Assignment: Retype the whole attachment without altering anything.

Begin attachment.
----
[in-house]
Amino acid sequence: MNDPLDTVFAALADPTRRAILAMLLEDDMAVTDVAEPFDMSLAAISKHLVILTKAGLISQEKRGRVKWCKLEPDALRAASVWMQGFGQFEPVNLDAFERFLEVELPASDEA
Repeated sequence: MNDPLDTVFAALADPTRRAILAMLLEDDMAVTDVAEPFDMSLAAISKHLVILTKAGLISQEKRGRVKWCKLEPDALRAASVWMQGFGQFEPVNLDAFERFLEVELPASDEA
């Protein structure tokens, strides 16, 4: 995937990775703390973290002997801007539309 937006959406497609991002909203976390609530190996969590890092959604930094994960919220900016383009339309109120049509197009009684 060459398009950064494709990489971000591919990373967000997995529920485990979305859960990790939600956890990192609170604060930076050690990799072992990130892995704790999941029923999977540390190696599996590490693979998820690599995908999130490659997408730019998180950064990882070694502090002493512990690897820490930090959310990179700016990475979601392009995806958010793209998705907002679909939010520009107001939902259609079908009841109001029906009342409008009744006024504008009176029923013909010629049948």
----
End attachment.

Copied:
[in-house]
Amino acid sequence: MNDPLDTVFAALADPTRRAILAMLLEDDMAVTDVAEPFDMSLAAISKHLVILTKAGLISQEKRGRVKWCKLEPDALRAASVWMQGFGQFEPVNLDAFERFLEVELPASDEA
Repeated sequence: MNDPLDTVFAALADPTRRAILAMLLEDDMAVTDVAEPFDMSLAAISKHLVILTKAGLISQEKRGRVKWCKLEPDALRAASVWMQGFGQFEPVNLDAFERFLEVELPASDEA
């Protein structure tokens, strides 16, 4: 995937990775703390973290002997801007539309 937006959406497609991002909203976390609530190996969590890092959604930094994960919220900016383009339309109120049509197009009684 060459398009950064494709990489971000591919990373967000997995529920485990979305859960990790939600956890990192609170604060930076050690990799072992990130892995704790999941029923999977540390190696599996590490693979998820690599995908999130490659997408730019998180950064990882070694502090002493512990690897820490930090959310990179700016990475979601392009995806958010793209998705907002679909939010520009107001939902259609079908009841109001029906009342409008009744006024504008009176029923013909010629049948």